Friday, November 28, 2014
Thursday, November 27, 2014
Whereas it is the duty of all nations to acknowledge the providence of Almighty God, to obey His will, to be grateful for His benefits, and humbly to implore His protection and favor; and whereas both Houses of Congress have, by their joint committee, requested me to "recommend to the people of the United States a day of public thanksgiving and prayer, to be observed by acknowledging with grateful hearts the many and signal favors of Almighty God, especially by affording them an opportunity peaceably to establish a form of government for their safety and happiness:"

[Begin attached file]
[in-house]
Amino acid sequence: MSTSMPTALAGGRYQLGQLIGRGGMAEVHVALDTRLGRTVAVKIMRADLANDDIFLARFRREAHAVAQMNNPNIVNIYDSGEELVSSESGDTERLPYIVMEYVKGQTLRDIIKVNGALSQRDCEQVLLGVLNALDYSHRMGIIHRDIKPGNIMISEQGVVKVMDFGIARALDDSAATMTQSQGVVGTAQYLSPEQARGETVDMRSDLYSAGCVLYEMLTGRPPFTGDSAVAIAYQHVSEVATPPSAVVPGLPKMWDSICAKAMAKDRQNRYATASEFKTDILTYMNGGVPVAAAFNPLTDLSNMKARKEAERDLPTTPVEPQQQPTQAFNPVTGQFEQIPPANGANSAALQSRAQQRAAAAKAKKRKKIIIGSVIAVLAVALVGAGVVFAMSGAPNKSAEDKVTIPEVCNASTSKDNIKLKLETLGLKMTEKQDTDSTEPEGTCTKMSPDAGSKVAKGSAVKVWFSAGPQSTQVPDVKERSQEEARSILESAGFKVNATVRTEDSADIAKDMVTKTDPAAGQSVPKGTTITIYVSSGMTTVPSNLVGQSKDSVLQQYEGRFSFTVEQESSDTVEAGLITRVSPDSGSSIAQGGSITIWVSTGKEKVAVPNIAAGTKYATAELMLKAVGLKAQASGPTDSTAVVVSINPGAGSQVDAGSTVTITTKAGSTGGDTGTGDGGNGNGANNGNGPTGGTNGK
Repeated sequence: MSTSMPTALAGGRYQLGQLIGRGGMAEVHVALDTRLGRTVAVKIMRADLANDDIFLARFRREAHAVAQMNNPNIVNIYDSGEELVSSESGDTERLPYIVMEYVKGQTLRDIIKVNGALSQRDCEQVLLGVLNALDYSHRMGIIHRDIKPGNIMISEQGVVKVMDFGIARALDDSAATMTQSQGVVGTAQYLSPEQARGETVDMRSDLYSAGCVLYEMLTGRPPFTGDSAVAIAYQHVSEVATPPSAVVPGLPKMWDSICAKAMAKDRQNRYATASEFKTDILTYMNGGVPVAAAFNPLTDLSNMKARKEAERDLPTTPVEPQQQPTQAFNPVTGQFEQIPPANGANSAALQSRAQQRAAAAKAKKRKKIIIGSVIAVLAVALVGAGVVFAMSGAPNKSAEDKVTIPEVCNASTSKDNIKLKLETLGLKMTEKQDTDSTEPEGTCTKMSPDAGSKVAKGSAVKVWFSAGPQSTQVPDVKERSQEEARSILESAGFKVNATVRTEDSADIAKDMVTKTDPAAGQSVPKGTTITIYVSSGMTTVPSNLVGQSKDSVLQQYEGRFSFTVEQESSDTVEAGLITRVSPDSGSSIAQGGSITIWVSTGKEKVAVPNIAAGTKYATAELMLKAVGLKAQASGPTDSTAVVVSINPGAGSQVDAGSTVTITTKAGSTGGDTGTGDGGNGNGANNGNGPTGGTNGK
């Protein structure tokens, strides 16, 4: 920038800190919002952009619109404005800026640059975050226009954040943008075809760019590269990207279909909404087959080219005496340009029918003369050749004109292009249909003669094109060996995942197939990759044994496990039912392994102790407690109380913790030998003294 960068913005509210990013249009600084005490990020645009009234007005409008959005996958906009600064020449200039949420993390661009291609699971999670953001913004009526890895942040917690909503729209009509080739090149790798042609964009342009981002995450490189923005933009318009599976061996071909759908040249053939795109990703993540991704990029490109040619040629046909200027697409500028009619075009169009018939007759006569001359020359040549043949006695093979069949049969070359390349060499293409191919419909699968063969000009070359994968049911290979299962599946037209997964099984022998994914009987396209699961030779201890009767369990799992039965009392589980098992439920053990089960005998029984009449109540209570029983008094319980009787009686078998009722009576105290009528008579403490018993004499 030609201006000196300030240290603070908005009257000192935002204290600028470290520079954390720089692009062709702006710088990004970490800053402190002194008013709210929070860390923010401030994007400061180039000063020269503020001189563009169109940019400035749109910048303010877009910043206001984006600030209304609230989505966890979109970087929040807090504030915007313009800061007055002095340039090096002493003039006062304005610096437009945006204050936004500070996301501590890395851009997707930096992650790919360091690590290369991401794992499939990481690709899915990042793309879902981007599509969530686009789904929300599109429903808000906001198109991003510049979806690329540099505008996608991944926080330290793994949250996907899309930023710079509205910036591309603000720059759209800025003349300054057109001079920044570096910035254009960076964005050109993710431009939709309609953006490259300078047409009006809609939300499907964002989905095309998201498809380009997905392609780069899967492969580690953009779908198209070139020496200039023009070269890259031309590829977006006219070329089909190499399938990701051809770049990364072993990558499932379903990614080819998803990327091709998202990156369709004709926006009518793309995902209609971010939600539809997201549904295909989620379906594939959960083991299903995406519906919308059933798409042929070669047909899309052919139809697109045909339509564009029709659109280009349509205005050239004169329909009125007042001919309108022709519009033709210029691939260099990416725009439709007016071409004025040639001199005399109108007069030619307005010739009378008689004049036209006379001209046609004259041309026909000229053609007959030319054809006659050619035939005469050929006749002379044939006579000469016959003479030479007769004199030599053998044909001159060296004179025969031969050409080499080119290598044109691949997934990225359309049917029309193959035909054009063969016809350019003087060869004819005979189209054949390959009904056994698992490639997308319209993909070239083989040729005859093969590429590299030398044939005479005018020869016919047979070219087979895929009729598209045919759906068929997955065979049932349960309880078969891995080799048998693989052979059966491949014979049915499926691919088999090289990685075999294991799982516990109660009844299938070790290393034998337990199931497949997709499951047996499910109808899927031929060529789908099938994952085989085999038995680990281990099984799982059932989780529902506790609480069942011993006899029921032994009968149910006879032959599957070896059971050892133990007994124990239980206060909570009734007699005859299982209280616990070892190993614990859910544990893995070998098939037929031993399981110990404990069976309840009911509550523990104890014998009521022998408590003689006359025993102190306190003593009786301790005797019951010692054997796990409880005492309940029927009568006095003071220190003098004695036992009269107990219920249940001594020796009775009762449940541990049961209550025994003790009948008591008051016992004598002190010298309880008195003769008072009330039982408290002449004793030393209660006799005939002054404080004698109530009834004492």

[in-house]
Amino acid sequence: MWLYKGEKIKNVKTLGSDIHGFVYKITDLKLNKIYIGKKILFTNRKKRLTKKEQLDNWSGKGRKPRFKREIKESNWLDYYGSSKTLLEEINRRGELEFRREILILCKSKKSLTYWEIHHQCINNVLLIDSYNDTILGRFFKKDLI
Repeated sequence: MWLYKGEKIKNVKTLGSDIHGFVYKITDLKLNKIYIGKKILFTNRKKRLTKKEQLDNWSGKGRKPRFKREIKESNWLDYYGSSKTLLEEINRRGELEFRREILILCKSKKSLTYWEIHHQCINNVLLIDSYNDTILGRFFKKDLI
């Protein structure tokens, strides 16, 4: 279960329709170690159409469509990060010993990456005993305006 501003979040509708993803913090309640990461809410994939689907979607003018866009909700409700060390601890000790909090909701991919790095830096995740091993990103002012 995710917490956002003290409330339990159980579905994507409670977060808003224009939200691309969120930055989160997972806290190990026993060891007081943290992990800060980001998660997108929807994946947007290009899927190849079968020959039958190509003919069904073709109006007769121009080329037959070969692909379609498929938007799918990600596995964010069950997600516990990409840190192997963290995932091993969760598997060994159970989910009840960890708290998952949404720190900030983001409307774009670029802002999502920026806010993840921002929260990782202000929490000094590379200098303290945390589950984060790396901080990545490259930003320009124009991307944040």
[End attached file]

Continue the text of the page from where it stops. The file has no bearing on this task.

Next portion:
Now, therefore, I do recommend and assign Thursday, the 26th day of November next, to be devoted by the people of these States to the service of that great and glorious Being who is the beneficent Author of all the good that was, that is, or that will be; that we may then all unite in rendering unto Him our sincere and humble thanks for His kind care and protection of the people of this country previous to their becoming a nation; for the signal and manifold mercies and the favorable interpositions of His providence in the course and conclusion of the late war; for the great degree of tranquility, union, and plenty which we have since enjoyed; for the peaceable and rational manner in which we have been enable to establish constitutions of government for our safety and happiness, and particularly the national one now lately instituted for the civil and religious liberty with which we are blessed, and the means we have of acquiring and diffusing useful knowledge; and, in general, for all the great and various favors which He has been pleased to confer upon us.And also that we may then unite in most humbly offering our prayers and supplications to the great Lord and Ruler of Nations and beseech Him to pardon our national and other transgressions; to enable us all, whether in public or private stations, to perform our several and relative duties properly and punctually; to render our National Government a blessing to all the people by constantly being a Government of wise, just, and constitutional laws, discreetly and faithfully executed and obeyed; to protect and guide all sovereigns and nations (especially such as have shown kindness to us), and to bless them with good governments, peace, and concord; to promote the knowledge and practice of true religion and virtue, and the increase of science among them and us; and, generally to grant unto all mankind such a degree of temporal prosperity as He alone knows to be best.Given under my hand, at the city of New York, the 3d day of October, A.D. 1789.